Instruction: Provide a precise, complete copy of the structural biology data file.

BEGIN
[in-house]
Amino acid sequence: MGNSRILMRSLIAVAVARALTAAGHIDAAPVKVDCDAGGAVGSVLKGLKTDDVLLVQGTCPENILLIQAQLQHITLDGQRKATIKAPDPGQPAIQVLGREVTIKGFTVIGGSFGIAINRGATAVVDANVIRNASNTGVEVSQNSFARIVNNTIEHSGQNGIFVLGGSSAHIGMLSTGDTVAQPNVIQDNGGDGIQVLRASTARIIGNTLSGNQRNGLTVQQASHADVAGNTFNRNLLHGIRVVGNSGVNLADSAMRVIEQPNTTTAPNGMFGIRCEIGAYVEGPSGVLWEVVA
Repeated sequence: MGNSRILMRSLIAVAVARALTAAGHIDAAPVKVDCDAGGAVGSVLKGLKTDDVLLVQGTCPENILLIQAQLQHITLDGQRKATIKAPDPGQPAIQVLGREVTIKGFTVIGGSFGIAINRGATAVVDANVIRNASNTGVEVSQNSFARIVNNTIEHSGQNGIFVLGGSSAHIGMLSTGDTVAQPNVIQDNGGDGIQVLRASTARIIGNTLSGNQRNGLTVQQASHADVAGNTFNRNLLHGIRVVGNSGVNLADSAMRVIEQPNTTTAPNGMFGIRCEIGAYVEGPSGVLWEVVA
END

[in-house]
Amino acid sequence: MGNSRILMRSLIAVAVARALTAAGHIDAAPVKVDCDAGGAVGSVLKGLKTDDVLLVQGTCPENILLIQAQLQHITLDGQRKATIKAPDPGQPAIQVLGREVTIKGFTVIGGSFGIAINRGATAVVDANVIRNASNTGVEVSQNSFARIVNNTIEHSGQNGIFVLGGSSAHIGMLSTGDTVAQPNVIQDNGGDGIQVLRASTARIIGNTLSGNQRNGLTVQQASHADVAGNTFNRNLLHGIRVVGNSGVNLADSAMRVIEQPNTTTAPNGMFGIRCEIGAYVEGPSGVLWEVVA
Repeated sequence: MGNSRILMRSLIAVAVARALTAAGHIDAAPVKVDCDAGGAVGSVLKGLKTDDVLLVQGTCPENILLIQAQLQHITLDGQRKATIKAPDPGQPAIQVLGREVTIKGFTVIGGSFGIAINRGATAVVDANVIRNASNTGVEVSQNSFARIVNNTIEHSGQNGIFVLGGSSAHIGMLSTGDTVAQPNVIQDNGGDGIQVLRASTARIIGNTLSGNQRNGLTVQQASHADVAGNTFNRNLLHGIRVVGNSGVNLADSAMRVIEQPNTTTAPNGMFGIRCEIGAYVEGPSGVLWEVVA